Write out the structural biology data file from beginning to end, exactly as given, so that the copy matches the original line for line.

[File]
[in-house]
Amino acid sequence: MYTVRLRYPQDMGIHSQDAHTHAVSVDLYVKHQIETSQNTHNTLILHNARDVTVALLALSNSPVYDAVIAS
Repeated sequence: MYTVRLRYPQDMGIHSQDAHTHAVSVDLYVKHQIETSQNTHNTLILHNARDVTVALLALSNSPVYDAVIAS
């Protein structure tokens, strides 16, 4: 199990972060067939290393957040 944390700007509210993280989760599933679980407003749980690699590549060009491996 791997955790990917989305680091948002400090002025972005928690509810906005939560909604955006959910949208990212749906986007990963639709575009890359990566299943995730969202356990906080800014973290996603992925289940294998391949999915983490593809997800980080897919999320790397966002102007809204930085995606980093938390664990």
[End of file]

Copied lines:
[in-house]
Amino acid sequence: MYTVRLRYPQDMGIHSQDAHTHAVSVDLYVKHQIETSQNTHNTLILHNARDVTVALLALSNSPVYDAVIAS
Repeated sequence: MYTVRLRYPQDMGIHSQDAHTHAVSVDLYVKHQIETSQNTHNTLILHNARDVTVALLALSNSPVYDAVIAS
């Protein structure tokens, strides 16, 4: 199990972060067939290393957040 944390700007509210993280989760599933679980407003749980690699590549060009491996 791997955790990917989305680091948002400090002025972005928690509810906005939560909604955006959910949208990212749906986007990963639709575009890359990566299943995730969202356990906080800014973290996603992925289940294998391949999915983490593809997800980080897919999320790397966002102007809204930085995606980093938390664990």